US in the battery global bussines.

The US is in the game — not because it’s manufacturing the batteries, but because it’s the inventor of most of the technology that’s out there. The battery that’s in everyone’s smartphone was invented by John Goodenough, an American, 95 years old, who still works at the University of Texas at Austin. And then the battery that’s in most electric cars was invented by Mike Thackeray at Argonne National Laboratory. So we were ahead on the invention, but we’re not making them at that scale.

The US is losing the high-stakes global battery war - The Verge

4 hours ago - Though we rarely give them much thought, batteries — specifically lithium-ion batteries ...The US is losing the high-stakes global battery war.
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Thursday, January 14, 2010

Creole Language and Culture: Part of Cuba's Cultural Patrimony.

"Many people don't know that an estimated 70% of Cubans have African ancestors..."
 AfroCubaWeb, sa Last modified: November 02, 2009 Academy of Cuban Folklore & Dance, Seattle

Caribbean Cultural Center, NY Center for Cuban Studies, NY
Ingathering: The Literary Journal of Arts & Letters from the Black Diaspora in the Americas, Chicago Kwame Touré Work Study Institute and Library
Sociedad Marti-Maceo, Tampa: AfroCubans in Tampa Percussion Artists Workshop (PAWS), LA
Stage of the Arts, Inc.: Matanzas in LA Now has its own web site. Ile Ijuba Yoruba, Miami, Inc.
by Susan Hurlich, Havana, 21 May 1998

The first question asked by all Haitians who visit Cuba from outside the country is about Guantanamo, which has been historically the most important region of the country for Haitian residents and descendants - that is, for Creole language and culture. Although no census of Haitians (residents or descendants) in Cuba has been done to date, in the 1980's a group of sociologists from Guantanamo did a study on genealogies of Haitians living in the province. At that time, they estimated that some 45,000 descendants of Haitians and another 4,000 native Haitians were living throughout the province

Today, there are over 40 groups around the country that promote Creole culture, such as the fabulous choral group, "Desandann", which sings traditional Creole songs with a delicacy, harmony and passion that is gripping. Based in Camaguey and recently returned from a tour in New York, "Desandann" members are all descendants of Haitians.
An annual carnival, begun by Haitians and immigrants from Barbados who arrived in Cuba during the nineteenth century, still takes place. Cuba also participates in international festivals dedicated to Haitian culture - in July '94, such a festival was held in Santiago de Cuba.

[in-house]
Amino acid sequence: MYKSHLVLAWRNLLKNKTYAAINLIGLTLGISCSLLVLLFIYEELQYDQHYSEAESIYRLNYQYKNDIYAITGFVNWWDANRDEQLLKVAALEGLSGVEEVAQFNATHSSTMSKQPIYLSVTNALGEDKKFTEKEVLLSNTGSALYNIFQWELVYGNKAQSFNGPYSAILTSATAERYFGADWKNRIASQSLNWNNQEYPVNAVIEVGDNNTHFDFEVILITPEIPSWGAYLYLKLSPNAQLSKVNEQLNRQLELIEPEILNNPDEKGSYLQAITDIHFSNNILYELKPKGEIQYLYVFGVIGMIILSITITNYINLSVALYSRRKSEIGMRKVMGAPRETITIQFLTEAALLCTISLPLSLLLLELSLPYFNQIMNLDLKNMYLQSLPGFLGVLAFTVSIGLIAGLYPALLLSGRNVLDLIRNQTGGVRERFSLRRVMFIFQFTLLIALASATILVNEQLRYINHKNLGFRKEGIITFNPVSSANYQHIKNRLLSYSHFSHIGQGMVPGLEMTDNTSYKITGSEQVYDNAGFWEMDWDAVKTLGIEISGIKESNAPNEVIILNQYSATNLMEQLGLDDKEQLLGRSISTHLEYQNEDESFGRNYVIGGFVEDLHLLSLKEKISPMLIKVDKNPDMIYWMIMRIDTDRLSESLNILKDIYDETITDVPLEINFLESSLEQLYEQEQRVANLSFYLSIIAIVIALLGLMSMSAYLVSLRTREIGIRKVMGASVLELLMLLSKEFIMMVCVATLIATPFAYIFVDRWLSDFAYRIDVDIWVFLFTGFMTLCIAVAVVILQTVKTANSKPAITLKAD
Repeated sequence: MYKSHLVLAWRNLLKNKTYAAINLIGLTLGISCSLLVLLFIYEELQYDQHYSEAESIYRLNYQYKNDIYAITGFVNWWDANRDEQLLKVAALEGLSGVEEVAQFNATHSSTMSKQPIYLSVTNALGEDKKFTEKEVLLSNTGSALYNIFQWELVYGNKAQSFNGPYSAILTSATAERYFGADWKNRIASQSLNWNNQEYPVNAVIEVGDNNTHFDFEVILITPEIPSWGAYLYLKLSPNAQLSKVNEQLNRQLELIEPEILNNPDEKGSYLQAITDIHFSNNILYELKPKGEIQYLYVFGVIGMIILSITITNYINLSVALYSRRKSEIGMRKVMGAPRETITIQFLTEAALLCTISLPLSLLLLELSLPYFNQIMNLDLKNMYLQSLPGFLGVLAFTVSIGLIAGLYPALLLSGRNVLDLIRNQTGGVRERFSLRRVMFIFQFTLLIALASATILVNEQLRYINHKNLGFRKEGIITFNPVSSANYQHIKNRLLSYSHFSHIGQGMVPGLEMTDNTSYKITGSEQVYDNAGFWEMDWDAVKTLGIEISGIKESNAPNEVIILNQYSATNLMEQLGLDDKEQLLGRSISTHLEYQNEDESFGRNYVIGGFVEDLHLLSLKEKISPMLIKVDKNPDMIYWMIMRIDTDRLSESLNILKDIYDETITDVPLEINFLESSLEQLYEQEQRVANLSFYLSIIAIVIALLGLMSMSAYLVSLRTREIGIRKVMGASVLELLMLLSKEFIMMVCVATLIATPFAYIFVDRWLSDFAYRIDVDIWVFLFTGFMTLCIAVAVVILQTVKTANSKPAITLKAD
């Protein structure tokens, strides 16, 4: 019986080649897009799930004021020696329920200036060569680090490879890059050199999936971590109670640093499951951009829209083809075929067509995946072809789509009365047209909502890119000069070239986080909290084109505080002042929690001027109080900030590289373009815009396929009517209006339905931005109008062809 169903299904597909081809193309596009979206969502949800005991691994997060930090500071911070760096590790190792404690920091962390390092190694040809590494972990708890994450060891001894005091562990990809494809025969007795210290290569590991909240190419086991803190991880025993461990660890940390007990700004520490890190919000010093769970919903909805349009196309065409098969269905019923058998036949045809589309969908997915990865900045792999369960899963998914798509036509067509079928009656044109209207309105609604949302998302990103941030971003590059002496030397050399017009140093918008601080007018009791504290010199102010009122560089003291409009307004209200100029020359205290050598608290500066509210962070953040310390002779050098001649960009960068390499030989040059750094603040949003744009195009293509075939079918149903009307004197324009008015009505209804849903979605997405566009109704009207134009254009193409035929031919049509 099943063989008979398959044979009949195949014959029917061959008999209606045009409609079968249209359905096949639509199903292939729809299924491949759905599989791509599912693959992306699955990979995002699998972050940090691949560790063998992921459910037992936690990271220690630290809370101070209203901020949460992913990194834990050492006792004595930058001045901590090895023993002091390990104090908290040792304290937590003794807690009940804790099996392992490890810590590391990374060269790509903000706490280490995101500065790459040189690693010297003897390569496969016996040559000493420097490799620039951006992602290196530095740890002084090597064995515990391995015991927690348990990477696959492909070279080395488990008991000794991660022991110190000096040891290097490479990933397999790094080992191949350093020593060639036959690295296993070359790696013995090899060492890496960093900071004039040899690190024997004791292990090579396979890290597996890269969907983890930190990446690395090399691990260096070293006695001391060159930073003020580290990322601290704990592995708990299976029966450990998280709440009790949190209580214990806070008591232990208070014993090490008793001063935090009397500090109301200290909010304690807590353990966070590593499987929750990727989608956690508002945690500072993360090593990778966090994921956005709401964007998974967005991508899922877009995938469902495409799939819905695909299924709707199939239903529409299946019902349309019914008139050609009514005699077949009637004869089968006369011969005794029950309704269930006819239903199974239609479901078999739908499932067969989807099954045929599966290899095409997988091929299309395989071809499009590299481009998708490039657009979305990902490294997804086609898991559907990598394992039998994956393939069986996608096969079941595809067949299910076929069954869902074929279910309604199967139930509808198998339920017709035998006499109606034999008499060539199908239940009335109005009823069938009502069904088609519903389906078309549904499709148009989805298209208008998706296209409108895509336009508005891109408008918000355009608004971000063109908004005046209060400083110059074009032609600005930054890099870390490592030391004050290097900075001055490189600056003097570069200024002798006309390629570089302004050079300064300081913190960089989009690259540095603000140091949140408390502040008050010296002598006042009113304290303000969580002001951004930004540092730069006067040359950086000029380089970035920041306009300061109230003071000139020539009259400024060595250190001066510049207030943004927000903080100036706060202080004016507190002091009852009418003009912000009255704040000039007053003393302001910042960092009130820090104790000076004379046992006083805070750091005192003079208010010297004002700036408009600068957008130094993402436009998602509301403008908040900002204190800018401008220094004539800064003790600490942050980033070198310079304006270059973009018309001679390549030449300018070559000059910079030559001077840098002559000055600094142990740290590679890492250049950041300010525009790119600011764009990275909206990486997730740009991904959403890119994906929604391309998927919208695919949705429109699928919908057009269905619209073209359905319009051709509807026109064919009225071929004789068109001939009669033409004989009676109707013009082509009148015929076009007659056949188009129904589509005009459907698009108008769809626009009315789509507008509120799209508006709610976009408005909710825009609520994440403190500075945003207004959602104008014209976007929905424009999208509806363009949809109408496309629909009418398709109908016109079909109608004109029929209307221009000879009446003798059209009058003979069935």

The richness of Creole as a language comes from three continents: Africa, America and Europe. It is a mixture of Spanish, French and English. Although its history has been little studied, some think it initially developed as a commercial language between Europeans and the indigenous peoples and slaves brought from the Antilles and the Indian Ocean.
Creole language and culture first entered Cuba with the arrival of Haitian immigrants at the start of the nineteenth century. Haiti was a French colony, and the final years of the 1791-1804 Haitian Revolution brought a wave of French settlers fleeing with their Haitian slaves to Cuba. They came mainly to the east, and especially Guantanamo, where the French later introduced sugar cultivation, constructed sugar refineries and developed coffee plantations. By 1804, some 30,000 French were living in Baracoa and Maisi, the furthest eastern municipalities of the province.
Later, Haitians continued to come to Cuba to work as brazeros (hand workers, from the Spanish word brazo, meaning "arm") in the fields cutting cane. Their living and working conditions were not much better than slavery. Although they planned to return to Haiti, most stayed on in Cuba.
For years, many Haitians and their descendants in Cuba did not identify themselves as such or speak Creole. In the eastern part of the island, many Haitians suffered discrimination. But since1959, this discrimination has stopped.
After Spanish, Creole is the second most-spoken language in Cuba. Over 400,000 Cubans either speak it fluently, understand it but speak with difficulty, or have at least some familiarity with the language. It is mainly in those communities where Haitians and their descendant live that Creole is most spoken. In addition to the eastern provinces, there are also communities in Ciego de Avila and Camaguey provinces where the population still maintains Creole, their mother tongue. Classes in Creole are offered in Guantanamo, Matanzas and the City of Havana. There is a Creole-language radio program.
In February '91, the Association of Haitian Residents and Descendants was formed as a non-governmental socio-cultural organization in Cuba. Its objectives are to unite the Cuban-Haitian community and to recover their traditions, customs and culture. Formed initially as a national organization, provincial affiliate quickly appeared in Camaguey, Santiago de Cuba, Ciego de Avila and Guantanamo, as well as municipal associations in various locations.